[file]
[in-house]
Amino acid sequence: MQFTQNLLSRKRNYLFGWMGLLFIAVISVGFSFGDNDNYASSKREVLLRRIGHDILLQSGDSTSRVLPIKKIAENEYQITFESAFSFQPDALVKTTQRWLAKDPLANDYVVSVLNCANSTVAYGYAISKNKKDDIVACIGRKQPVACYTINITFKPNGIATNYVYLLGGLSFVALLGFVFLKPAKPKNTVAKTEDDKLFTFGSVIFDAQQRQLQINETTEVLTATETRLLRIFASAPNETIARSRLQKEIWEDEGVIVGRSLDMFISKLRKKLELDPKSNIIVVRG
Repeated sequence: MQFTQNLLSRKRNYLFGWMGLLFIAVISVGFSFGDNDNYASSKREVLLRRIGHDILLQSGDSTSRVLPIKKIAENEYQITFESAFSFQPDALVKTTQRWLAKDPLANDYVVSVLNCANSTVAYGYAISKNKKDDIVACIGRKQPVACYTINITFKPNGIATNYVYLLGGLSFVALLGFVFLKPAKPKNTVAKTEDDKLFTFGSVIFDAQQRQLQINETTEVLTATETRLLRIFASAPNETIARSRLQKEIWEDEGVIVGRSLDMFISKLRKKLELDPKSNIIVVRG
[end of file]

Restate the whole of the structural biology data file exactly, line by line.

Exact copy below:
[in-house]
Amino acid sequence: MQFTQNLLSRKRNYLFGWMGLLFIAVISVGFSFGDNDNYASSKREVLLRRIGHDILLQSGDSTSRVLPIKKIAENEYQITFESAFSFQPDALVKTTQRWLAKDPLANDYVVSVLNCANSTVAYGYAISKNKKDDIVACIGRKQPVACYTINITFKPNGIATNYVYLLGGLSFVALLGFVFLKPAKPKNTVAKTEDDKLFTFGSVIFDAQQRQLQINETTEVLTATETRLLRIFASAPNETIARSRLQKEIWEDEGVIVGRSLDMFISKLRKKLELDPKSNIIVVRG
Repeated sequence: MQFTQNLLSRKRNYLFGWMGLLFIAVISVGFSFGDNDNYASSKREVLLRRIGHDILLQSGDSTSRVLPIKKIAENEYQITFESAFSFQPDALVKTTQRWLAKDPLANDYVVSVLNCANSTVAYGYAISKNKKDDIVACIGRKQPVACYTINITFKPNGIATNYVYLLGGLSFVALLGFVFLKPAKPKNTVAKTEDDKLFTFGSVIFDAQQRQLQINETTEVLTATETRLLRIFASAPNETIARSRLQKEIWEDEGVIVGRSLDMFISKLRKKLELDPKSNIIVVRG